I wonder if Stasio wasn’t thinking what a number of people in the audience later said they thought: The questioner was going to say The (“krr..”) Chronicle, in its Mar. 21 story on the investigation of the hoaxer's gang-rape claims, reported Durham Police Sgt. Mark Gottlieb had said the residents of the house (the captains) had been cooperating with police.

On Mar. 25 Drescher’s N&O was the first news organization to report (create?) the vicious "not cooperating" falsehood.

The N&O’s “not cooperating" falsehood did so much to harm the players and mislead the public. The N&O kept repeating it. Nifong used it when he first began speaking publicly about the case on Mar. 27. The infamous "vigilante poster) includes, along with face photos of 43 white lacrosse players, a plea that people tell what happened that night.

So you see, Editor Bliwise, how important it is that we have Drescher on the record.

Please get the Q&A right. If you can't do that, can at least include Drescher's answer to the questioner?

My recollection and notes indicate Drescher said in substance that the N&O did just fine in terms of letting readers know about the players' cooperation while at the same time he blamed the police, the players, their parents, their attorneys, etc. for anything that wasn't "just fine."

What's your recollection of what Drescher said?

Because I'm a blogger I want people to hear what Dresher said so they can judge for themselves.

Please tell me that will happen. I'd hate for people to have to rely on MSM reports of what Drescher said.

Do you know of even one of your journalist colleagues who’s reported on the panel and Q&A and mentioned that Drescher …

You understand the importance of the Q&A on the stream.

I'll be back in touch with you tomorrow.



To readers - brief

I'm reading all your comments.

I've responded to some.

I'll post some responses tonight on the main page.


Problems at Duke's lacrosse incident page

Readers' Note: I hope after reading this post many of you will write your own emails to Mr. Burness.

Also, for reason(s) I don't understand my hyperlink to Duke's lacrosse incident page keeps getting blocked. I've put the correct address in four times.

However, if you paste the following address in yourself, it will take you to the page.

I'll be in touch with Duke to see about that probllem as well as the ones I describe below.


John Burness, Senior Vice President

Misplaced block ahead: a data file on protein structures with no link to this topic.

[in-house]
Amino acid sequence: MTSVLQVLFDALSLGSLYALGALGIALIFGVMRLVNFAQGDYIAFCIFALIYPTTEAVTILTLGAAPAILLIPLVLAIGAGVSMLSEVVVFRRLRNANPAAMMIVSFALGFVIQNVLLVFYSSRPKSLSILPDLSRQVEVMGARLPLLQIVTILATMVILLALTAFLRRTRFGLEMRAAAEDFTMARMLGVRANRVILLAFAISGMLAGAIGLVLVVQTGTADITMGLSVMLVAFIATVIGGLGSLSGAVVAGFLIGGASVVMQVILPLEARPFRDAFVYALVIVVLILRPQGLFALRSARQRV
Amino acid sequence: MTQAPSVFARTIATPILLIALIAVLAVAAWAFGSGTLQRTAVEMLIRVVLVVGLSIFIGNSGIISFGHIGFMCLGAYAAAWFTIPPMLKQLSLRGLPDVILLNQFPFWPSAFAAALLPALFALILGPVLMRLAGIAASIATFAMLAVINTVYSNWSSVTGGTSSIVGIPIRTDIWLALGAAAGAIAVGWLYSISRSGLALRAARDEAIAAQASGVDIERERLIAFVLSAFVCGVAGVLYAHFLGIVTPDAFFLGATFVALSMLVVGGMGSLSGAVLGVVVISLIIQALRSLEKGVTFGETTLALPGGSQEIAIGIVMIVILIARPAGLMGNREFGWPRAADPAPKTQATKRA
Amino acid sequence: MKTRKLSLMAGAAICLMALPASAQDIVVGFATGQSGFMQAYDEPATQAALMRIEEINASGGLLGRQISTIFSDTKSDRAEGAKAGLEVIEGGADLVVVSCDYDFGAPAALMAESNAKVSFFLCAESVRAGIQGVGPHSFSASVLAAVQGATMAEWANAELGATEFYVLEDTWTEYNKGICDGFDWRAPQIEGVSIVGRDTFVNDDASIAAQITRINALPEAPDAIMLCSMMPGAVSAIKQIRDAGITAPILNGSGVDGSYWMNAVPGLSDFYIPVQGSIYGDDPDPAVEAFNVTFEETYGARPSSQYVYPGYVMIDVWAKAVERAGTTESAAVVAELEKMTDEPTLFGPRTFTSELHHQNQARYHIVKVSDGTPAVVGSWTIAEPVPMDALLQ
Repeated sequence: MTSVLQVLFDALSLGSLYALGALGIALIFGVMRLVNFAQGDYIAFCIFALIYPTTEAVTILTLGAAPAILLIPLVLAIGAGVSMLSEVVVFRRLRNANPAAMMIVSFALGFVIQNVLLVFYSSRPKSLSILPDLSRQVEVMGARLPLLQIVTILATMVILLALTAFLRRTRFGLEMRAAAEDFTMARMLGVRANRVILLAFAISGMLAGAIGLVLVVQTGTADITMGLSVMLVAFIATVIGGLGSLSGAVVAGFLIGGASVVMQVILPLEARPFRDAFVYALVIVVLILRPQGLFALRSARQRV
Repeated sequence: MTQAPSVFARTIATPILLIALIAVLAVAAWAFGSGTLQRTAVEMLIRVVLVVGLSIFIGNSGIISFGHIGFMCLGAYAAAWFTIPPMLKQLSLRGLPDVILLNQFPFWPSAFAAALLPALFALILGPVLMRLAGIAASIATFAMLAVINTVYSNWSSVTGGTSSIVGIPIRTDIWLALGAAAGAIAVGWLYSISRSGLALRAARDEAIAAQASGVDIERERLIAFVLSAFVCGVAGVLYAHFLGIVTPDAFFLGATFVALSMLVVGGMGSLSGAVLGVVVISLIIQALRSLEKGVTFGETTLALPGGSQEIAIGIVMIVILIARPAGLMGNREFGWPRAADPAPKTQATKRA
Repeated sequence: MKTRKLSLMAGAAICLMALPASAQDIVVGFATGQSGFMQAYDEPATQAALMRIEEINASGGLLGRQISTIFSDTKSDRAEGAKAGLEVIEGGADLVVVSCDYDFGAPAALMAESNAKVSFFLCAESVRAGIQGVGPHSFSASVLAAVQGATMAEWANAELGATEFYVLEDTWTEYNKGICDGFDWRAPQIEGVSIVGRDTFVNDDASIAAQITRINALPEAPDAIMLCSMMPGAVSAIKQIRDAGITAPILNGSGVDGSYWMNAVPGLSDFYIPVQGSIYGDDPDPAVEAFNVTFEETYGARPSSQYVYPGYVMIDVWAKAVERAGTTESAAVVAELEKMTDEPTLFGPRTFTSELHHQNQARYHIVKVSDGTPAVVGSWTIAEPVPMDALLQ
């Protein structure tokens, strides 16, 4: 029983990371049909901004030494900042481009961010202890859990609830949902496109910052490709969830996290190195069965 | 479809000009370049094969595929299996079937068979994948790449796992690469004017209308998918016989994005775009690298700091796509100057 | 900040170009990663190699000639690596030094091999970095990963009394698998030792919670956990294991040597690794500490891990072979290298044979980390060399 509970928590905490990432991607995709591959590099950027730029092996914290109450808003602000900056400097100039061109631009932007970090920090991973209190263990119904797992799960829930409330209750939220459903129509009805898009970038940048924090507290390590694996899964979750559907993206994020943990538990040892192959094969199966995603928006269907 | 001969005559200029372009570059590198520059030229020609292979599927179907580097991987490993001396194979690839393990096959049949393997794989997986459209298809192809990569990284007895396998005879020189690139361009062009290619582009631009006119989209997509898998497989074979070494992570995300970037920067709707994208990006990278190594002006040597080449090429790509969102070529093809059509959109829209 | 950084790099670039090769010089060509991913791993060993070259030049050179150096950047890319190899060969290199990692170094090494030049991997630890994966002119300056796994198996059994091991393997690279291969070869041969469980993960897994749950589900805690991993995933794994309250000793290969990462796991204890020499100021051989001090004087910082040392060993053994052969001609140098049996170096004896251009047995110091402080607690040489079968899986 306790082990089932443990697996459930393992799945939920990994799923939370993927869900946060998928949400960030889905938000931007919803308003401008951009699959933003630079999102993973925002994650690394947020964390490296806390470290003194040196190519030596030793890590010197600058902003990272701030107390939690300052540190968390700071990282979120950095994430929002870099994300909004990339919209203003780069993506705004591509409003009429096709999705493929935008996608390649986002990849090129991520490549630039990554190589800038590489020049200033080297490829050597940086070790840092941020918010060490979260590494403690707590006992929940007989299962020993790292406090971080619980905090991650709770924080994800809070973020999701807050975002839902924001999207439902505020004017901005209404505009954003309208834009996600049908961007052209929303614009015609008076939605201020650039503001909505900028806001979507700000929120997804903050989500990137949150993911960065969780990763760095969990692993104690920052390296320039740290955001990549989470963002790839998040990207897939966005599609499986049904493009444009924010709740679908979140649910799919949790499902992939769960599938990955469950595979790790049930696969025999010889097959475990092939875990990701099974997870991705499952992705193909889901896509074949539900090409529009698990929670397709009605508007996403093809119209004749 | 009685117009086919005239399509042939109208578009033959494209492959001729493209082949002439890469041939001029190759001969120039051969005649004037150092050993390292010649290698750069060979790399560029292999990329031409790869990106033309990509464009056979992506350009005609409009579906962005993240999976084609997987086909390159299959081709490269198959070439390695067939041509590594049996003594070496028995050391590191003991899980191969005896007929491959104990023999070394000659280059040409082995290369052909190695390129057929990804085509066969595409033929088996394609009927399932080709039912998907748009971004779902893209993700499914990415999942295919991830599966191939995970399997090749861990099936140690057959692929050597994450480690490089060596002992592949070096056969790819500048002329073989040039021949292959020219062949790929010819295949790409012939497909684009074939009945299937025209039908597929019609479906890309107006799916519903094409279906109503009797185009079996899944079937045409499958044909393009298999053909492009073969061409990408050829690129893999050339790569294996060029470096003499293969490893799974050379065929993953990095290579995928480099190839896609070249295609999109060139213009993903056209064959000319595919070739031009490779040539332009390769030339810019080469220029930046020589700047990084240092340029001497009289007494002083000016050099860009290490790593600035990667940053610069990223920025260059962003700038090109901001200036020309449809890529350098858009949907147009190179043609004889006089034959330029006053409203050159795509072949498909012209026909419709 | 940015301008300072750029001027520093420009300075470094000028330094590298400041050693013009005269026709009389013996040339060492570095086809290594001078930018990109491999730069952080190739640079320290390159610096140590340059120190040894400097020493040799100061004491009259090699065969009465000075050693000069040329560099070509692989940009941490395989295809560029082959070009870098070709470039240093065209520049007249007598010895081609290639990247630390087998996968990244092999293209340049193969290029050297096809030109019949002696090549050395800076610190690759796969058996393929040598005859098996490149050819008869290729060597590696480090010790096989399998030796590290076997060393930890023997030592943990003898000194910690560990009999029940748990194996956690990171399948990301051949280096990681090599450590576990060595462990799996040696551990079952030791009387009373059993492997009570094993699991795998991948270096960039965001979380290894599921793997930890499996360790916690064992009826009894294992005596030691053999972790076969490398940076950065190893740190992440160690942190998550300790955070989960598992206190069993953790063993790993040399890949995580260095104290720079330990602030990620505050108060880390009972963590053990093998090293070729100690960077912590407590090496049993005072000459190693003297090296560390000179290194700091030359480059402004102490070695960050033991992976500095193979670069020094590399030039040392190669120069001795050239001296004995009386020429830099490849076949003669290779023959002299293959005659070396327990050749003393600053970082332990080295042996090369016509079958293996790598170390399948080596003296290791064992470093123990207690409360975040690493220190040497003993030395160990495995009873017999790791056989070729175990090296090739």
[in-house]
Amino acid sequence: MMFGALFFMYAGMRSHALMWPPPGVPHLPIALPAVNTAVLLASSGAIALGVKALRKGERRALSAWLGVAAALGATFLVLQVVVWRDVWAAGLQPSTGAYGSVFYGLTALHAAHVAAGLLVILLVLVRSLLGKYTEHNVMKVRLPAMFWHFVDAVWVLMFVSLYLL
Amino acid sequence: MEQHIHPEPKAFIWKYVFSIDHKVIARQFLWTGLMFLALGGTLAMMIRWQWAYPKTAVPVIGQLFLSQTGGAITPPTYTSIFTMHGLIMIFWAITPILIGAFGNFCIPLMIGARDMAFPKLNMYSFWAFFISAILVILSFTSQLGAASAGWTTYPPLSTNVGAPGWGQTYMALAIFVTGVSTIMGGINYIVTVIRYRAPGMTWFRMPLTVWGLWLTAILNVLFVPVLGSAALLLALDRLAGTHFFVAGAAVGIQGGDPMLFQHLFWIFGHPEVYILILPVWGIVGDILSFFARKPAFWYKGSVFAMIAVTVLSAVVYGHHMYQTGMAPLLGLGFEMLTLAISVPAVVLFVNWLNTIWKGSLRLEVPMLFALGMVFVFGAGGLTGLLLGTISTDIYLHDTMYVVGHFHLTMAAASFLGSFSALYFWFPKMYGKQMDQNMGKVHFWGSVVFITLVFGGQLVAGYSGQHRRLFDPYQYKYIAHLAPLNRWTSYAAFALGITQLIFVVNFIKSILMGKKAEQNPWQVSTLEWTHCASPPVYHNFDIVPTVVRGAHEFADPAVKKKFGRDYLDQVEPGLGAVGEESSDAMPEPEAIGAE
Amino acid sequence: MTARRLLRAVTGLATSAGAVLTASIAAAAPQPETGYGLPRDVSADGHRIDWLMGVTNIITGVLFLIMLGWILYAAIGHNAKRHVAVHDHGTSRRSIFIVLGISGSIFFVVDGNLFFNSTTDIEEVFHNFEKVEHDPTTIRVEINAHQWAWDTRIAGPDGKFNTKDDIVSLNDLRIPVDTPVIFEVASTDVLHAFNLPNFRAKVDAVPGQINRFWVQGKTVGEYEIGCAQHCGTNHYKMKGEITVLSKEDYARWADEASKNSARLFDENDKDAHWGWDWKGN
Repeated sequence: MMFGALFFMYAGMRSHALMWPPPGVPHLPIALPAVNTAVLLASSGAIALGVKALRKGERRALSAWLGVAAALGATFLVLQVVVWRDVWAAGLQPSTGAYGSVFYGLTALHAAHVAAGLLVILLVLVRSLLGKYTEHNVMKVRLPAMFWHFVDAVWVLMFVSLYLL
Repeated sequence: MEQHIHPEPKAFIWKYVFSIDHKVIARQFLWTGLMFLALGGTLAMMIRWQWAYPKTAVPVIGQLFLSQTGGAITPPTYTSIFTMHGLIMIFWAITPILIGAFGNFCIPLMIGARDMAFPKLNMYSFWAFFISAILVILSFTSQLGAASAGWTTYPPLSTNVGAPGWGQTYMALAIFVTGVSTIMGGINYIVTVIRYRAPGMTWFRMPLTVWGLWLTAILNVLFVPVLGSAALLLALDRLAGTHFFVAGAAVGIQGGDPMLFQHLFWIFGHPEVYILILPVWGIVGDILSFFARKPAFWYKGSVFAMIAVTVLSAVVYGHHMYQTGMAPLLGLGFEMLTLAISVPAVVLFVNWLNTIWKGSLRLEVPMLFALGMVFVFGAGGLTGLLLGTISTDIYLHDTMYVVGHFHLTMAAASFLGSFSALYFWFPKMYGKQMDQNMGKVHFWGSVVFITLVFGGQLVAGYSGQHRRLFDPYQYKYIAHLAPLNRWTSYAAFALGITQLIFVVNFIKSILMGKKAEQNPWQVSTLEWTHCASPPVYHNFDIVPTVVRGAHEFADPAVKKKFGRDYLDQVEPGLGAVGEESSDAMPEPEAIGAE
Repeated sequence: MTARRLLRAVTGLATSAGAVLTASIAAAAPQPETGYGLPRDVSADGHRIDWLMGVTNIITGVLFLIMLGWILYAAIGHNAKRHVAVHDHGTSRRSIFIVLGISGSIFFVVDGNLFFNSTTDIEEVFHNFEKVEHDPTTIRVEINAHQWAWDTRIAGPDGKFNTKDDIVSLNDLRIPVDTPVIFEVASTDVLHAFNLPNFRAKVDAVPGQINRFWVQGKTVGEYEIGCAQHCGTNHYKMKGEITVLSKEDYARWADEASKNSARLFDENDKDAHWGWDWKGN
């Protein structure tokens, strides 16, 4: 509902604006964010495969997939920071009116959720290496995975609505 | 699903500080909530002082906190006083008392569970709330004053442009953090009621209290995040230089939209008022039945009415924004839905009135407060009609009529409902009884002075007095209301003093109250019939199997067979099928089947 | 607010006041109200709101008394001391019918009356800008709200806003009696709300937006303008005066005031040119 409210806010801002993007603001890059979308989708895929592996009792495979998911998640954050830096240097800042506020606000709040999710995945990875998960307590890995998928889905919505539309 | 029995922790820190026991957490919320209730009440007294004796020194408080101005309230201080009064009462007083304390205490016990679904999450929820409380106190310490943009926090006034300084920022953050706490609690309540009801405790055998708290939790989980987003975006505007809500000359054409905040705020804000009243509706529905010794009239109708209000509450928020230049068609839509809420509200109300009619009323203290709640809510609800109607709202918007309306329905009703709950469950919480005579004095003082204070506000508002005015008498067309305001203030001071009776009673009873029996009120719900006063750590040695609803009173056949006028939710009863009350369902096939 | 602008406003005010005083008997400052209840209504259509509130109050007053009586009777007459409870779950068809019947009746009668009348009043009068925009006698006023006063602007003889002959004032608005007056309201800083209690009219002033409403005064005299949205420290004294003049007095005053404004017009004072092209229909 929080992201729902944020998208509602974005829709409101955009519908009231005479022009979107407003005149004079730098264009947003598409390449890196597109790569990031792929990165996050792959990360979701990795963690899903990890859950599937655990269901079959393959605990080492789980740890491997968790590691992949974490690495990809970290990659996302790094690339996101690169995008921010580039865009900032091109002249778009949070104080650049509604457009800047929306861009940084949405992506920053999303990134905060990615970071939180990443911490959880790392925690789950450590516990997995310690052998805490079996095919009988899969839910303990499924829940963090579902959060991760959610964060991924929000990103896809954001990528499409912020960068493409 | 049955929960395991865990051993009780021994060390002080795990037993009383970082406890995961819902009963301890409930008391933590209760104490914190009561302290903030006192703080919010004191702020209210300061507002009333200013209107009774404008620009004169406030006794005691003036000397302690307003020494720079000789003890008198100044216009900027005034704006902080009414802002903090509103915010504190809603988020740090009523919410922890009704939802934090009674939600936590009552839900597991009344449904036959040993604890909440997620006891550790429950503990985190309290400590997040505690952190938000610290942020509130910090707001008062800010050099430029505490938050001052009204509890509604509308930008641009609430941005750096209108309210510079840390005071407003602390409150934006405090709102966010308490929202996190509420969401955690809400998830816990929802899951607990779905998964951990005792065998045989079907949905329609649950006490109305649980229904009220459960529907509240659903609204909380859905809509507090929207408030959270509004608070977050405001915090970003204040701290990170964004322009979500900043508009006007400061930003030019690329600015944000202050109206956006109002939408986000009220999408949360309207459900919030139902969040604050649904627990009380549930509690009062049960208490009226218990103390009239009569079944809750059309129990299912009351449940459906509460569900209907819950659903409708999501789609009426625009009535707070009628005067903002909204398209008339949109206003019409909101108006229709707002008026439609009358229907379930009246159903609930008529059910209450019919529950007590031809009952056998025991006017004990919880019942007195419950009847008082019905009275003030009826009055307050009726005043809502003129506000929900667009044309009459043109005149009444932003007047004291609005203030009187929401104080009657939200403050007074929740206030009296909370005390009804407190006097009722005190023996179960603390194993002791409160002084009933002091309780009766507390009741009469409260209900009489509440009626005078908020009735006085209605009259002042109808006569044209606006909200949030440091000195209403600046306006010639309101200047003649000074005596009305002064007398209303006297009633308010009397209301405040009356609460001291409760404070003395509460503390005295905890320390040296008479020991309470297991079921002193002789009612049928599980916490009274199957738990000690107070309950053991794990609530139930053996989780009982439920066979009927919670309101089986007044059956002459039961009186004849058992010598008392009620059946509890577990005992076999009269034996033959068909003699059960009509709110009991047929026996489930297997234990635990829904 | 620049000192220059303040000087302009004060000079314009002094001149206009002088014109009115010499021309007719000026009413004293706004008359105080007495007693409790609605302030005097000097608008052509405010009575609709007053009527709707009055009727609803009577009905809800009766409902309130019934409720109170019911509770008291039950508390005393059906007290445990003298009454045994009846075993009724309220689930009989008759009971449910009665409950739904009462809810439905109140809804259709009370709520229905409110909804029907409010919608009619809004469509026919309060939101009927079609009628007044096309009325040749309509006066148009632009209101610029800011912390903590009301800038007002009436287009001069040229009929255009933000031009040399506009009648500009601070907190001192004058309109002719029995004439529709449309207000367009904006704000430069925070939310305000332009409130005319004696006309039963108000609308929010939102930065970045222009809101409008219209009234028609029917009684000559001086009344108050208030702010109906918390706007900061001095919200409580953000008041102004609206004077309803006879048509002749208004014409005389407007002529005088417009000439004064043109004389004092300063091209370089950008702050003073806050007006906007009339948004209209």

Public Affairs and Government Relations
Duke University

Dear Mr. Burness:

I’m a Duke alum and blog at

Duke’s News and Communication’s lacrosse incident page has been a valuable aid to many people, including me. I thank you and the university for that.

However, much about the page today is questionable; and some of it is very troubling.

I call to your attention four matters I hope you'll agree deserve your response which, like this letter, I'll share with my readers.

1) Featured prominently on the incident main page is a photo of President Brodhead with a text introduction and link to 60 Minutes’ outtake of Ed Bradley’s interview with Brodhead.

However, nowhere on the page could I find Bradley’s interview outtakes with our three wrongly indicted students - David Evans, Collin Finnerty and Reade Seligmann.

Brodhead’s outtake contains nothing that hasn’t already rightfully appeared on the incident main page many times, typically as parts of his press releases, letters, statements to alums, students, etc.

In contrast, Finnerty and Seligmann’s outtakes are parts of their first public interviews since being framed and wrongfully indicted.

Evans’ outtake is part of his first public interview since he spoke so eloquently on the courthouse steps following his framing and indictment arranged DA Mike Nifong with enablement by many others.

What is the rationale for presenting only Brodhead’s outtake on Duke’s lacrosse incident page?

2) The Sample of Latest Media Coverage and Opinion & Related Material page sections contain a combined total of more than 100 articles.

But not one is by the person who’s arguably reported and commented most on the Hoax and its enablers’ monumental hypocrisies and injustices: blogger, historian and Brooklyn College Professor Robert KC Johnson.

Certainly, quantity doesn’t imply quality, so please consider this: In a recent New York magazine article, “Rape, Justice and the Times,” Johnson was described as “the most impressive of the ‘bloggers who have closely followed the case’ [and] the Platonic ideal of the species—passionate but committed to rigor and facts and fairness.”

What’s more Johnson was the first and, I believe, is still the only news person to interview Law Professor Edwin Chemerinsky about the case and get him on the record regarding Nifong’s handling of the case.

I could cite other examples of his work, many of them articles that have advanced the story.

Why is there not one Johnson article included among the more than 100 articles to which you link?